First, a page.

I'm transcribing an interview:

Whether ("Why do", the host speaks very fast, therefore I'm not sure)we are on the internet watching TV or pushing a shopping cart down the store aisles consumers are constantly inundated with marketing pitches and they are all Father for the Sam Parker's blog and his new book retail NRK its retail critic and consumer anthropologist came into our New York studios to share his concerns. ...

What's he saying? Is there an expression like this? He's talking too fast, therefore, maybe I made a mistake, while I was transcribing.

NOTE: You can download this interview. (it's in the first 20 seconds)

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    By the way, I think it's "marketing pitches" not marketing pictures. – helen Sep 3 '18 at 9:48
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    I haven't listened but it's probably fodder. – Tᴚoɯɐuo Sep 3 '18 at 10:14
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    -1. If you're going to ask us to listen to something, tell us where the phrase occurs, e.g. 3:15. – Tᴚoɯɐuo Sep 3 '18 at 10:17
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    @AmirhoseinRiazi Yes, it's a commercial in which you talk about a product you want to sell in order to persuade people to buy it. – helen Sep 3 '18 at 10:30
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    @Tᴚoɯɐuo +1 for fodder. And it's in the beginning(first 20 seconds), so this problem is not taking up too much of your time, you're right anyway. – AmirhoseinRiazi Sep 3 '18 at 10:31

the word is indeed Fodder


NOUN mass noun

1 Food, especially dried hay or straw, for cattle and other livestock.


1.1 A person or thing regarded only as material for a specific use.

‘young people ending up as factory fodder’

oxford dictionary

Cambridge has a better second definition for this case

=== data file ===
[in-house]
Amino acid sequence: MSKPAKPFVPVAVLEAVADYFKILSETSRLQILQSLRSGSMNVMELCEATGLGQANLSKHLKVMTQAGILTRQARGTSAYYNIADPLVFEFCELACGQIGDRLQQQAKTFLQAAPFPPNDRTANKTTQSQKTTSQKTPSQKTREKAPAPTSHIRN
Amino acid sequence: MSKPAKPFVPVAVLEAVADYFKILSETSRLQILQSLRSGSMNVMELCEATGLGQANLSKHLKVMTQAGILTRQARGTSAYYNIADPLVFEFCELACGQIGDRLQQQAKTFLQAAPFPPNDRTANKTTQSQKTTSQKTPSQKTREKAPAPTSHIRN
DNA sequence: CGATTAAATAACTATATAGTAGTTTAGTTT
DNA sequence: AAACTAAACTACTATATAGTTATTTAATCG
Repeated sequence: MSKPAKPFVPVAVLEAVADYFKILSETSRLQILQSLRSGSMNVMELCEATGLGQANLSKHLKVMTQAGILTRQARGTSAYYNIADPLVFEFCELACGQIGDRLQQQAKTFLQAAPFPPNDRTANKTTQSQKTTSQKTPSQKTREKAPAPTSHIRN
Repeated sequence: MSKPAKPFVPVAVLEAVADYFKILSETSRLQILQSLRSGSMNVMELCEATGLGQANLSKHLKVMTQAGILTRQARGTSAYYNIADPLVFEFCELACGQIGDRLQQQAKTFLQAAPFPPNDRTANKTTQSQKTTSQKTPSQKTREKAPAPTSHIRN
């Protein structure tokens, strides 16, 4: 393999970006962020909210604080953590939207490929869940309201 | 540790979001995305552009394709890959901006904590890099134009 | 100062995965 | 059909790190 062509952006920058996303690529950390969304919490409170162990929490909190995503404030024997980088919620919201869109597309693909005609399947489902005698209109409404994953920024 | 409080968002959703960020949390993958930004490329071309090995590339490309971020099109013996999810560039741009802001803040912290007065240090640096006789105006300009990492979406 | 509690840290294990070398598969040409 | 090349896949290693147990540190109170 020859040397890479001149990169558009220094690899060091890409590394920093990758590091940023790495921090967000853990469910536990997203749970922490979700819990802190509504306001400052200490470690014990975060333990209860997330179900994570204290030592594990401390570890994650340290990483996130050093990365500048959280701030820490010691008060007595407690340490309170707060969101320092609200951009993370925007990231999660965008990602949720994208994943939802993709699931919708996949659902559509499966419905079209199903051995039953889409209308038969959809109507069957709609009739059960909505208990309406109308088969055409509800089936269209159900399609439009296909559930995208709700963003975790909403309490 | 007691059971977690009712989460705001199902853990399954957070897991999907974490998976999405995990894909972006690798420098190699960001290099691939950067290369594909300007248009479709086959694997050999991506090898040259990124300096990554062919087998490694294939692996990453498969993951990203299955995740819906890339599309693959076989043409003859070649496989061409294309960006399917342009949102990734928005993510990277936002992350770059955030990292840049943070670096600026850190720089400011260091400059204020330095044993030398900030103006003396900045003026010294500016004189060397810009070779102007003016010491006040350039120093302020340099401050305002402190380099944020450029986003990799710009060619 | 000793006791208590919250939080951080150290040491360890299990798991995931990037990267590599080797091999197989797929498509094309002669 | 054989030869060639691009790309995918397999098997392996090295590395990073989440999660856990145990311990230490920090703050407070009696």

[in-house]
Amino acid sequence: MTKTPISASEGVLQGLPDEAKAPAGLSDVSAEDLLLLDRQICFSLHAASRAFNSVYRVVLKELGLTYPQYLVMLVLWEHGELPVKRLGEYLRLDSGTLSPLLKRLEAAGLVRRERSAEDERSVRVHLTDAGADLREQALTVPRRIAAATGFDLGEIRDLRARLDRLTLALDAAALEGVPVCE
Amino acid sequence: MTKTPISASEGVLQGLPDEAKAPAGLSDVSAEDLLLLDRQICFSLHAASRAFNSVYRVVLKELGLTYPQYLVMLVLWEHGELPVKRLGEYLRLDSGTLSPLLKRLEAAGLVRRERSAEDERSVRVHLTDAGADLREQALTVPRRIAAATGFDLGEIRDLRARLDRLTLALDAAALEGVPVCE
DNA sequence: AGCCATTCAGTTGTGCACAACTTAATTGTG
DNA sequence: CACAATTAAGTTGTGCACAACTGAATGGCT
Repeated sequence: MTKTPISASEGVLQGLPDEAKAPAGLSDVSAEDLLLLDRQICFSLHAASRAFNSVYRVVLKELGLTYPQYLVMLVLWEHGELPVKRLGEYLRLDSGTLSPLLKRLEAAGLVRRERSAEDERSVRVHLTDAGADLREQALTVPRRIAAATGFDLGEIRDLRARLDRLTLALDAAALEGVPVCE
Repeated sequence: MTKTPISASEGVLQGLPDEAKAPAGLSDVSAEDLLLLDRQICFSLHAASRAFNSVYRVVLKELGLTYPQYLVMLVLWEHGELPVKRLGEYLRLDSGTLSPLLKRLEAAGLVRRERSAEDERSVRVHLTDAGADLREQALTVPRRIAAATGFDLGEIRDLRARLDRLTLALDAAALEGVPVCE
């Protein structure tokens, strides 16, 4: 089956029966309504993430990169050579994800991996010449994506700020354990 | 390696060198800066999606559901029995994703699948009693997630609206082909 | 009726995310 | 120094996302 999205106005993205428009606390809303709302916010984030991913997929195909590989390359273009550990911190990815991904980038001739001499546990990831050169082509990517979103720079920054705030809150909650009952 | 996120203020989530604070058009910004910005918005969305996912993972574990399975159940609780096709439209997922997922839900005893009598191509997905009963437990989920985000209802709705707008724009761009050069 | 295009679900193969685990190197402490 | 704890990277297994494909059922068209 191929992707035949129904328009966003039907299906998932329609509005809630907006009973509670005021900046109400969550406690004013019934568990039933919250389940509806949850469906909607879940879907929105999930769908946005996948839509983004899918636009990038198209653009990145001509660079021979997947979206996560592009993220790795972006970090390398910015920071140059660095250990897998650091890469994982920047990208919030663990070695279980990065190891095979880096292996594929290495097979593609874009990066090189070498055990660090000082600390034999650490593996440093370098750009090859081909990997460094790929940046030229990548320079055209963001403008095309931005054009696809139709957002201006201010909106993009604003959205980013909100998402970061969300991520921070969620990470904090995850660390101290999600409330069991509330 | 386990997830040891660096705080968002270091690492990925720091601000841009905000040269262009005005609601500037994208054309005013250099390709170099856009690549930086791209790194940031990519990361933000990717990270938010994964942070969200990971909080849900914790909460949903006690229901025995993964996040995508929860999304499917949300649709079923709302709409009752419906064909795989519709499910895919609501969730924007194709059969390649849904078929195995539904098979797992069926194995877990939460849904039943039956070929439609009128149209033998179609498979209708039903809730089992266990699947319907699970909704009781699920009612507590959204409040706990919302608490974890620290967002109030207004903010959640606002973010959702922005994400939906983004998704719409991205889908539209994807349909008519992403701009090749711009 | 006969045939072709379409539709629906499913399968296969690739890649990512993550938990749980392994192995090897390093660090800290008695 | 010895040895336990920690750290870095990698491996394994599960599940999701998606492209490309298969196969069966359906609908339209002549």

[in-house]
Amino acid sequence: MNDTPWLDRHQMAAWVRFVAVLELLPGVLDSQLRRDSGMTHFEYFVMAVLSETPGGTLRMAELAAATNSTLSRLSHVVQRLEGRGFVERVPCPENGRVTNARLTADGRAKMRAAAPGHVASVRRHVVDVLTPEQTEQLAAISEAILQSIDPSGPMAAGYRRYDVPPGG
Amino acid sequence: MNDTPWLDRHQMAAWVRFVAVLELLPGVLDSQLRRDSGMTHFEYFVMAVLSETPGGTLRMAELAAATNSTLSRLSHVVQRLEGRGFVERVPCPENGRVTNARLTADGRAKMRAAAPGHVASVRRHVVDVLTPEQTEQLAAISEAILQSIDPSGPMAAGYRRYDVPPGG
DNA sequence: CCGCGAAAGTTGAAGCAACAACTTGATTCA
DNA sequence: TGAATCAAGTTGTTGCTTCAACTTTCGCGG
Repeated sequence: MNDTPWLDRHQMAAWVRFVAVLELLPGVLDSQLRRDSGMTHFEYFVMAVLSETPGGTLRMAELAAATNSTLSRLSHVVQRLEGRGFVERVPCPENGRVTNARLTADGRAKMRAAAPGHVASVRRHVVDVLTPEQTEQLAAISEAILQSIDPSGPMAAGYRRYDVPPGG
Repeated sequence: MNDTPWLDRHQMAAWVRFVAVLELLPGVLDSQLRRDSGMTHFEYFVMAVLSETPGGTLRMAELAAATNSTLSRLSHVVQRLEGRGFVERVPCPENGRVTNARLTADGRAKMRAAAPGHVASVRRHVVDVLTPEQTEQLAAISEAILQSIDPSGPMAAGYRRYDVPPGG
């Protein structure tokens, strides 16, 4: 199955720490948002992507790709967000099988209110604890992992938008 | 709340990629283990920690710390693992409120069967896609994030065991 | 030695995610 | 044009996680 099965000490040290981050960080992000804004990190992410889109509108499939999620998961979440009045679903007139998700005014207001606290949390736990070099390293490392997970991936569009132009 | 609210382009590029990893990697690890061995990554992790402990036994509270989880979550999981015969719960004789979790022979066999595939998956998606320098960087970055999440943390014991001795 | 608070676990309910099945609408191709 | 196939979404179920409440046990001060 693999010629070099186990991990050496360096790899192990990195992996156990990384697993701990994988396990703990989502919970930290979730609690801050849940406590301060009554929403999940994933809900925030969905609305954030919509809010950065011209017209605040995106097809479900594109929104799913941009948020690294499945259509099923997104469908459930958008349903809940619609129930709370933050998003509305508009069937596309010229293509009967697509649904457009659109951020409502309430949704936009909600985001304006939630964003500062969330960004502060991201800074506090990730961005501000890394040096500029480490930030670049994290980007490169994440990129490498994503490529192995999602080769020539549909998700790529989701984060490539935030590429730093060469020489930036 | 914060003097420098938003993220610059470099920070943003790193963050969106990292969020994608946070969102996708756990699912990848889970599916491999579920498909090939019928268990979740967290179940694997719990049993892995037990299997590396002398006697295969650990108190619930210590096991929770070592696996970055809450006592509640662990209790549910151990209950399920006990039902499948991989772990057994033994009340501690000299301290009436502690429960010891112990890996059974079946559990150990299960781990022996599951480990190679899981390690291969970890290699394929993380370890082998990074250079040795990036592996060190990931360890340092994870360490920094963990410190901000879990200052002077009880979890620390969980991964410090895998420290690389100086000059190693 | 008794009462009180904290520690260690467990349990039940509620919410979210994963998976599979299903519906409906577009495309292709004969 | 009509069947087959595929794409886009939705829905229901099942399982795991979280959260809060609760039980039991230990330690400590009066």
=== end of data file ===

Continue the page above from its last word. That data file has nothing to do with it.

people or things that are useful for the stated purpose:

Politicians are always good fodder for comedians (= they make jokes about them).

cambridge dictionary

This is using the word fodder in the synonym way, it is meaning all of the different marketing "pitches" are good ways of advertising Sam Parker's book/ blog

  • @AmirhoseinRiazi You may want to stop using the name dear for people it can be taken as very patronising. Here is a good news article bbc.co.uk/news/uk-politics-13211577 – WendyG Sep 3 '18 at 16:49
  • I've actually heard this use can sometimes sound rather patronising, but I often use this word when speaking in a friendly way to someone. Anyway, I didn’t mean to sound patronising, sir. – AmirhoseinRiazi Sep 3 '18 at 16:58
  • @AmirhoseinRiazi you have now been told twice it sounds patronising, please listen to both people and stop. It isn't friendly unless you know the person really well and know they like it. Do not use it on strangers on the internet. – WendyG Sep 3 '18 at 17:03
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    You're right, I will change my tune. – AmirhoseinRiazi Sep 3 '18 at 17:20

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